And the Word [Jesus] became flesh and dwelt among us, and we have seen his glory… – John 1:14
John begins with a beautiful passage of this really, really good news about Jesus – that God would send His son who would literally dwell – live – tabernacle – among us! And I think somewhere, at times, we have lost sight of this. We have been so focused on this build it and they will come mentality we forgot that Jesus came and dwelled among us – human beings – created in God’s image. When Jesus was on earth he ate with people, in their homes, went to their towns, he was where they were. Now – most of his time was focused in one geographical area – at least from what we read about in the gospels of Matthew, Mark, Luke & John. I want today to challenge our thinking to not overlook middle school students – concrete thinkers – as not being worth our time. That the world they live in is vastly important but extremely challenging to live among. I want to fight against a couple arguments.
#1. They only care about fun and silly things
And a large crowd was following him, because they saw signs that he was doing on the sick. – John 6:2
Throughout Jesus ministry – we see people following him for multiple reasons. Some are curious – they have seen or heard things that are happening. Some want free food. Some truly have questions about Jesus’ teaching. Some just want to be a part of the movement. Notice that none of this caused Jesus to stop being in and among them or turning them away – we see followers themselves choose to turn away (John 6:66).Part of living missionally with God in a world of a concrete thinkers means being a concrete thinker. Click To Tweet
Part of living missionally with God in a world of a concrete thinkers means being a concrete thinker. Do we understand what is going on in their world? They are making this shift from concrete to abstract. Their body is changing. They have a lot of energy! But here is the cool thing – most desire to be disciple – to follow Jesus – they just need someone to step into their world and walk with them through it. Part of that means having fun and being silly – because it is a part of their language, of who they are as concrete thinkers. Having fun is a critical part of experiencing Family of God as a middle school student. And actually – they kind of teach us that we don’t have to be serious or have it altogether all the time. We can take time to celebrate, to play – God intended for us to enjoy being in relationship with one another.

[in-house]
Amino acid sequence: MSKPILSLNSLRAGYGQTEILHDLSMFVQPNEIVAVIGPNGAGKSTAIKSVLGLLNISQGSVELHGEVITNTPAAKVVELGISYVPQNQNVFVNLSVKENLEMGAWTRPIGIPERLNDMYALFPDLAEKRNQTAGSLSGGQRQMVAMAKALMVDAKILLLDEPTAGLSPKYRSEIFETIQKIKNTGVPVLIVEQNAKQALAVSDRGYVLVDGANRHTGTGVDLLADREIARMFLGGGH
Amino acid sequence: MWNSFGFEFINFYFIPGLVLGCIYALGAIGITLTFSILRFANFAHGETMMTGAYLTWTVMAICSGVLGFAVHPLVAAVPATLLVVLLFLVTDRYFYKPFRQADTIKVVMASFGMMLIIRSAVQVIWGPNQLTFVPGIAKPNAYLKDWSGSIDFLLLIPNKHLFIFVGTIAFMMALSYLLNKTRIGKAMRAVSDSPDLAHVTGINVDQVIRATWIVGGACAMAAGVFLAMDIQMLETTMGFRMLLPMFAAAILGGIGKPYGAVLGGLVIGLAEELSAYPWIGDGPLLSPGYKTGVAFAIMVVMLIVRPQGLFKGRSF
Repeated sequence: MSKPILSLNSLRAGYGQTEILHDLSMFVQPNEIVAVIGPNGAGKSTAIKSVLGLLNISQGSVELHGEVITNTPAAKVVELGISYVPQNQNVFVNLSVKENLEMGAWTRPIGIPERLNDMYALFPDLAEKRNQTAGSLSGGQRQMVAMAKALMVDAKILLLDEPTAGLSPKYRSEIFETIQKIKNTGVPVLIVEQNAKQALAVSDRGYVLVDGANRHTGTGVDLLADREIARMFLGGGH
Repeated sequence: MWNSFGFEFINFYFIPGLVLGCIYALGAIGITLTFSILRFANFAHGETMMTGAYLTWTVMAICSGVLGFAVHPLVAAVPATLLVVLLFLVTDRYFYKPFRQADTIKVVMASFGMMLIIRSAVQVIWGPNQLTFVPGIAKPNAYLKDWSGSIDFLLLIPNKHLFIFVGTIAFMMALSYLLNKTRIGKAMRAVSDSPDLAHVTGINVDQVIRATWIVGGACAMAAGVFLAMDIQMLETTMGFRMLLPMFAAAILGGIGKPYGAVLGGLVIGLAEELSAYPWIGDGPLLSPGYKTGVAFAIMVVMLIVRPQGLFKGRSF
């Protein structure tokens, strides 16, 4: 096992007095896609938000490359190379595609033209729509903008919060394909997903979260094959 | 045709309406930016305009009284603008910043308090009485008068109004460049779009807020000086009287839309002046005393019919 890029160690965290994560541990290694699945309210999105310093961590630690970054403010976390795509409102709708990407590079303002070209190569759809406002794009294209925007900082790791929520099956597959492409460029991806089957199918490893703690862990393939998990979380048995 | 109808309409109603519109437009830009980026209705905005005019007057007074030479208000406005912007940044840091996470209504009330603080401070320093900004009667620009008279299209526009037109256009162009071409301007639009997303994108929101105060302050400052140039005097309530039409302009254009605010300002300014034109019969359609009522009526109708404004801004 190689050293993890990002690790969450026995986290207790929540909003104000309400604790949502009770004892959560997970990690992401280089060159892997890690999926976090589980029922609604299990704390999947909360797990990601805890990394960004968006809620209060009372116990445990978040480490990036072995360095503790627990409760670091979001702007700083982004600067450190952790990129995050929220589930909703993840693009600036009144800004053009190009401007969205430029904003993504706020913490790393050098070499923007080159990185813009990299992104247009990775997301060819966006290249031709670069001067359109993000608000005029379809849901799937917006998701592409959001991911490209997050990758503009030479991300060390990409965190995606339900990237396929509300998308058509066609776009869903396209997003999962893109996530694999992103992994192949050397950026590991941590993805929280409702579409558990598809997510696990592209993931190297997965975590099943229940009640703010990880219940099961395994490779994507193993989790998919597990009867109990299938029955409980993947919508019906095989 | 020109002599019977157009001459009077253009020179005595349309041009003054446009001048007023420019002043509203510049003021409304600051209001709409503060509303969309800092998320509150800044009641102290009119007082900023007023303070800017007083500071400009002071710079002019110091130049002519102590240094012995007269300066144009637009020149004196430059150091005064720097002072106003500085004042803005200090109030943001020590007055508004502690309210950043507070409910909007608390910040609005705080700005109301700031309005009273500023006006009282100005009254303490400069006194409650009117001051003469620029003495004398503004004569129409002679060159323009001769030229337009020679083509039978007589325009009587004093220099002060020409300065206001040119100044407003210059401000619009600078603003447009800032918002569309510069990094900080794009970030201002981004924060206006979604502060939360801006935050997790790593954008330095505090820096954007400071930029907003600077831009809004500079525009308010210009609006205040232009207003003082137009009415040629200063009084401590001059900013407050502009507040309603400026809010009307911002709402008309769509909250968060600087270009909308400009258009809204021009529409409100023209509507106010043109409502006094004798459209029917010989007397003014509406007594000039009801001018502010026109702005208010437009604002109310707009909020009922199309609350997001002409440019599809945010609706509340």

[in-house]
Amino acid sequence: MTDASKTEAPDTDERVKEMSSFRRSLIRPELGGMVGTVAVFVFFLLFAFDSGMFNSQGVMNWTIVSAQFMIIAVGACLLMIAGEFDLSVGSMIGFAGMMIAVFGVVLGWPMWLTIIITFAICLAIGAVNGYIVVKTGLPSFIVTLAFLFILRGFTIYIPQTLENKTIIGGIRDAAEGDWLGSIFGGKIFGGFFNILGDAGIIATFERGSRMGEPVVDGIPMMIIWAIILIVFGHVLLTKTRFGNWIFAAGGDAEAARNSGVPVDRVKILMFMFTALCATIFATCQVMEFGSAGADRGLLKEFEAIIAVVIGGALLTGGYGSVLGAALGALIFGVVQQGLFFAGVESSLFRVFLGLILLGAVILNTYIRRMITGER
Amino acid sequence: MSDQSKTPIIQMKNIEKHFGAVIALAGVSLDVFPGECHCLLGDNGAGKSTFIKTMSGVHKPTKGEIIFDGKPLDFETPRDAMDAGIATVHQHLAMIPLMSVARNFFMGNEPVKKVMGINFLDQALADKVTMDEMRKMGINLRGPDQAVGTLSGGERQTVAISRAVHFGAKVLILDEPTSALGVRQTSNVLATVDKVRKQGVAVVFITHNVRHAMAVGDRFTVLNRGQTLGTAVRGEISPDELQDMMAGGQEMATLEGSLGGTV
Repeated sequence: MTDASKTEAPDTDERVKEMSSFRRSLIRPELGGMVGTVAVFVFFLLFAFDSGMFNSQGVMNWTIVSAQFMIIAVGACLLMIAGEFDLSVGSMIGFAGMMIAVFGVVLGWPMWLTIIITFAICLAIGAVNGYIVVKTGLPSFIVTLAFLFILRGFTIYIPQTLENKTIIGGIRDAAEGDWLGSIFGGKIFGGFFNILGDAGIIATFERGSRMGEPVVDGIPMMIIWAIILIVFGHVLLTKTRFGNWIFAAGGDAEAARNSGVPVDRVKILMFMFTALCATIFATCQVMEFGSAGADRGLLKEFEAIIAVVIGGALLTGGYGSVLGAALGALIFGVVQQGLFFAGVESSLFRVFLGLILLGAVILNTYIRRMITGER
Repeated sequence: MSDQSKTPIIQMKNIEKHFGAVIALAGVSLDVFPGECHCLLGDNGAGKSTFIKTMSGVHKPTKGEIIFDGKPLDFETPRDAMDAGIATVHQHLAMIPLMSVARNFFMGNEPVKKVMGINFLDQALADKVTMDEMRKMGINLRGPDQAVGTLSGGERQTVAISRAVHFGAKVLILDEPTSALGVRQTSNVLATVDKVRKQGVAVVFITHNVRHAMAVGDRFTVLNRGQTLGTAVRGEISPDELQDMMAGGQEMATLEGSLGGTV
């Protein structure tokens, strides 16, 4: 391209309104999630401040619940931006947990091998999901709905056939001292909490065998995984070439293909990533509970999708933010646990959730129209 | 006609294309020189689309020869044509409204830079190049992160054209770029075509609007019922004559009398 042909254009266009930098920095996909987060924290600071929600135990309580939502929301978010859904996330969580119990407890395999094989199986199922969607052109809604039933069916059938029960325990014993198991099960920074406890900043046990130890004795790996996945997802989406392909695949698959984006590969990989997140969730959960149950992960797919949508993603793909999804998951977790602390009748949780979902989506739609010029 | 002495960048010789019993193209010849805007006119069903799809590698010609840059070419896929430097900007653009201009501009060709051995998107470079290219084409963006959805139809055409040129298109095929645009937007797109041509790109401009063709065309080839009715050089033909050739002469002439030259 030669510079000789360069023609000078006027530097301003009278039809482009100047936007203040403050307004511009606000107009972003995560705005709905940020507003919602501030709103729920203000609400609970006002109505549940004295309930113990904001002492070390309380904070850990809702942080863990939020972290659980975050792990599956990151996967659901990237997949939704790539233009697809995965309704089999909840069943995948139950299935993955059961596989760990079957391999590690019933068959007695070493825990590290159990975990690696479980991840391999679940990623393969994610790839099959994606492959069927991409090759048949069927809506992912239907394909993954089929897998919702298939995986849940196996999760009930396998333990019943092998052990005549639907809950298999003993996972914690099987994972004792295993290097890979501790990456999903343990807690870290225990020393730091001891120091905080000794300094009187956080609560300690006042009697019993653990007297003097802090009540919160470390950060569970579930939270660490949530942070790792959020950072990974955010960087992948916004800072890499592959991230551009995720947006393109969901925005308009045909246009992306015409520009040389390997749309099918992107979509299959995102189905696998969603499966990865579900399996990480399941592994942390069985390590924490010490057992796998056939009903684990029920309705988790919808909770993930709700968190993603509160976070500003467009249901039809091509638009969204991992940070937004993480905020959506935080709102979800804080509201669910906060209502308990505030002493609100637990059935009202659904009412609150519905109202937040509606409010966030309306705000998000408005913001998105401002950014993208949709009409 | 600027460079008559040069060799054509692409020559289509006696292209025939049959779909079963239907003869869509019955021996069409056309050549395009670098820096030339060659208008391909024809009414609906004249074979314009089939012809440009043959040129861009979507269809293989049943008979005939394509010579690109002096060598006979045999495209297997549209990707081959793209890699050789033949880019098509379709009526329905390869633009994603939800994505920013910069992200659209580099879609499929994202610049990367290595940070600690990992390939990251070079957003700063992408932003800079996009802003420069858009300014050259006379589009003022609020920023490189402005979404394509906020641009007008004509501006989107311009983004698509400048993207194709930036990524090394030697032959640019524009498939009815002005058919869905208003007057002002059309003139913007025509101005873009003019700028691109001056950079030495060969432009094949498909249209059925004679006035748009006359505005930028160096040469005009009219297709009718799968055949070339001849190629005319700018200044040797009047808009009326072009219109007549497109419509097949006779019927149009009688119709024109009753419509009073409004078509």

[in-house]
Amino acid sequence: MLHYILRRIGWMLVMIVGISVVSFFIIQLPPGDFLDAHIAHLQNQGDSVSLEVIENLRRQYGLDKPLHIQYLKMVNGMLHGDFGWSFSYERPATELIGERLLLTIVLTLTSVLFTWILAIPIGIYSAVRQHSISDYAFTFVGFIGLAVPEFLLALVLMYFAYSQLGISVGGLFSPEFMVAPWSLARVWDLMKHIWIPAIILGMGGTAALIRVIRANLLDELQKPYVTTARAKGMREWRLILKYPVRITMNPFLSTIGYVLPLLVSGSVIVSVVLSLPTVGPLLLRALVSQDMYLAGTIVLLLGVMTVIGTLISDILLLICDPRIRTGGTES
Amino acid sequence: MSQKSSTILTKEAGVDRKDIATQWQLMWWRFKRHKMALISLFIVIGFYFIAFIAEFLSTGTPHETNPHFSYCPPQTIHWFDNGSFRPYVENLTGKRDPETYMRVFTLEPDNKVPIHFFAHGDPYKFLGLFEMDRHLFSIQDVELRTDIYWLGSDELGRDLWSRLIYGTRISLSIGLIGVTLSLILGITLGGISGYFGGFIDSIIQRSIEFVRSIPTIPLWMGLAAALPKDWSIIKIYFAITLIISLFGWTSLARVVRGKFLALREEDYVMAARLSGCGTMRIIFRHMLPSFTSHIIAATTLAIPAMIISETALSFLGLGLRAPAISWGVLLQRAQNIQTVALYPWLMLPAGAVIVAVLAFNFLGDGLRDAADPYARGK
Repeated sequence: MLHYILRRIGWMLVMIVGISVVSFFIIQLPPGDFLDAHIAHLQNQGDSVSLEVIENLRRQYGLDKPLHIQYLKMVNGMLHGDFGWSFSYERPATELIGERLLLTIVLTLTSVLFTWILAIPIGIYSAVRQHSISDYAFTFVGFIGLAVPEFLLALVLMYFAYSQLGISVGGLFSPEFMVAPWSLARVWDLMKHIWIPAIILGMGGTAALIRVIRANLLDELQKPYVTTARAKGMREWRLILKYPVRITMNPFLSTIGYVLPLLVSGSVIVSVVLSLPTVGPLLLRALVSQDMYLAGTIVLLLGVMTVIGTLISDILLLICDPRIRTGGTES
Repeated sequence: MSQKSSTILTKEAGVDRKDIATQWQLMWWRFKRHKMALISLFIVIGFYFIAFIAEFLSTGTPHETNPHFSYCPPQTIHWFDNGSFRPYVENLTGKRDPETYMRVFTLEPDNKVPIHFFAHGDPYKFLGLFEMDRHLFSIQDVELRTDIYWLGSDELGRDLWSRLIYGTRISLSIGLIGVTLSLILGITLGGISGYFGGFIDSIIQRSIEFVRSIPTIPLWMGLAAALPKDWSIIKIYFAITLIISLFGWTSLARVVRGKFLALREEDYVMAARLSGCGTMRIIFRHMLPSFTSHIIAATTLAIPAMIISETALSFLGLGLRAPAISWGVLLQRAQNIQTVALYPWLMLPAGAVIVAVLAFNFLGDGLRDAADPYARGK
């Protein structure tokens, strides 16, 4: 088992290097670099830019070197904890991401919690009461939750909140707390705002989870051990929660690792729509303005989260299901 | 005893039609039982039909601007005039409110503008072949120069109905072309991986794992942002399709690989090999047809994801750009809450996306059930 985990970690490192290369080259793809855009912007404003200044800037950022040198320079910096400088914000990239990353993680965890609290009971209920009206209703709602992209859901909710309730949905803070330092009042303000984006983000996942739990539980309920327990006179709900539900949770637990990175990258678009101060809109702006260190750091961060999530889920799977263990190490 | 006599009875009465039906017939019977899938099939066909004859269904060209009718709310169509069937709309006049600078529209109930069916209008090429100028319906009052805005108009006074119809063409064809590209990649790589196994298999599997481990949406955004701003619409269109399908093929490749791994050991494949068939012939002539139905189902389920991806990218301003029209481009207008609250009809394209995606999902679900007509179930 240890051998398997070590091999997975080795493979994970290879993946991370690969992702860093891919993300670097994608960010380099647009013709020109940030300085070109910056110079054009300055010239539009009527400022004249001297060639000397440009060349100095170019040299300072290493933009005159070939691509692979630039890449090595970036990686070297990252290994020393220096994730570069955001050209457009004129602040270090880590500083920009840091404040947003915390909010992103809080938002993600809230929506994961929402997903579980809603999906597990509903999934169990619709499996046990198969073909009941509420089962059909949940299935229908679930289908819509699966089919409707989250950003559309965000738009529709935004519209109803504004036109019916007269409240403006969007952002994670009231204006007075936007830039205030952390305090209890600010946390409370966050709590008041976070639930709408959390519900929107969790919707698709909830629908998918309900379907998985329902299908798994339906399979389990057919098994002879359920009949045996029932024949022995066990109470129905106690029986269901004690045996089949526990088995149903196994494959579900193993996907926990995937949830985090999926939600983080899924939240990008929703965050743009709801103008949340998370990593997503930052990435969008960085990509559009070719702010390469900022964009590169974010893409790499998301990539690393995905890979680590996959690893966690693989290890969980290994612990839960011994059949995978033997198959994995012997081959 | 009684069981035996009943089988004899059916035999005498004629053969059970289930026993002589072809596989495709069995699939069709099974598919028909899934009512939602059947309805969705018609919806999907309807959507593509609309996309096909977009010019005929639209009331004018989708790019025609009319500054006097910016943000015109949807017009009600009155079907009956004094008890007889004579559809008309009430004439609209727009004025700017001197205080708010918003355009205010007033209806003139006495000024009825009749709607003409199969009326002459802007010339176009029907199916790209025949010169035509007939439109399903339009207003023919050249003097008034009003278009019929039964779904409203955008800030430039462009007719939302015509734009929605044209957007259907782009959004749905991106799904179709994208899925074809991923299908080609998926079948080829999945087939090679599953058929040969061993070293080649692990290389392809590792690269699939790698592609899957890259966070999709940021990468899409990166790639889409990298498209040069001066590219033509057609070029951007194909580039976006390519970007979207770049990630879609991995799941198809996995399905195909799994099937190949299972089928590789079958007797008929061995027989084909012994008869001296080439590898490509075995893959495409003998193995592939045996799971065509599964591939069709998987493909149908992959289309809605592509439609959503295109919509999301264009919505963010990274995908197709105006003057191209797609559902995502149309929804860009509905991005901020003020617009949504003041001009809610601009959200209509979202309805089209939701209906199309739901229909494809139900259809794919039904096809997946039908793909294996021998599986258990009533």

#2. Because they can’t really understand things we should just focus on when they get older
Heres the deal – while they may be thinking concretely they are also in a critical identity formation. I know it seems more appealing to focus energy on high school students – but something happens from their 8th grade to 9th grade year that if we wait until they can think abstractly and are easier to disciple we may have missed a critical identity formation opportunity. Should we sacrifice the challenge of translating our theology to a concrete thinking level for the sake of the ease of a similar understanding? When you have to continually break it down, are continually met with blank stares – it is actually exciting! I have grown so much as I have my ConcreteDisciple huddles and walk through the Gospel, family of God, and mission with students – only to have to break it down more. It grows me to become more fluent in communicating good news to a group that is often thrown in as too young or assumed to understand.
When we trust God and ask Him to guide and seriously sit down – there is a hunger to grow. But it is in a language and tongue that speaks to them. It doesn’t mean I don’t speak truth – but I can’t use big words I’ve learned because of a degree on my wall. I can’t get upset because these are children of my heavenly Father – whom he dearly loves – and whom are simply concrete thinkers. Their minds haven’t fully developed but that doesn’t mean they aren’t worth time and cannot follow Jesus right here – today.
Do you view yourself as a teacher with all the answers or a servant, coming in the likeness of a middle schooler Click To Tweet
Jesus…emptied himself, by taking the form of a servant, being born in the likeness of men. – Philippians 2:7
Whether you are a mom or dad of a middle school student, giving your time on a weekend, leading full-time team of disciple makers, or a high school student – do you have the attitude of Christ amongst the concrete thinkers in your life? Do you view yourself as a teacher with all the answers or a servant, coming in the likeness of a middle schooler – to bring good news to their world in their language of concrete thinking. The Gospel is good news – don’t forget that – but we also have to set that base and be sure they understand that it is good news! My desire is to help and equip you to be able to do this – as we make Concrete Disciples together. How do we communicate in a concrete language? How do we challenge the process as we disciple middle school students? It is so exciting that God has allowed us to be on mission with Him to bring His good news to the world of middle schoolers.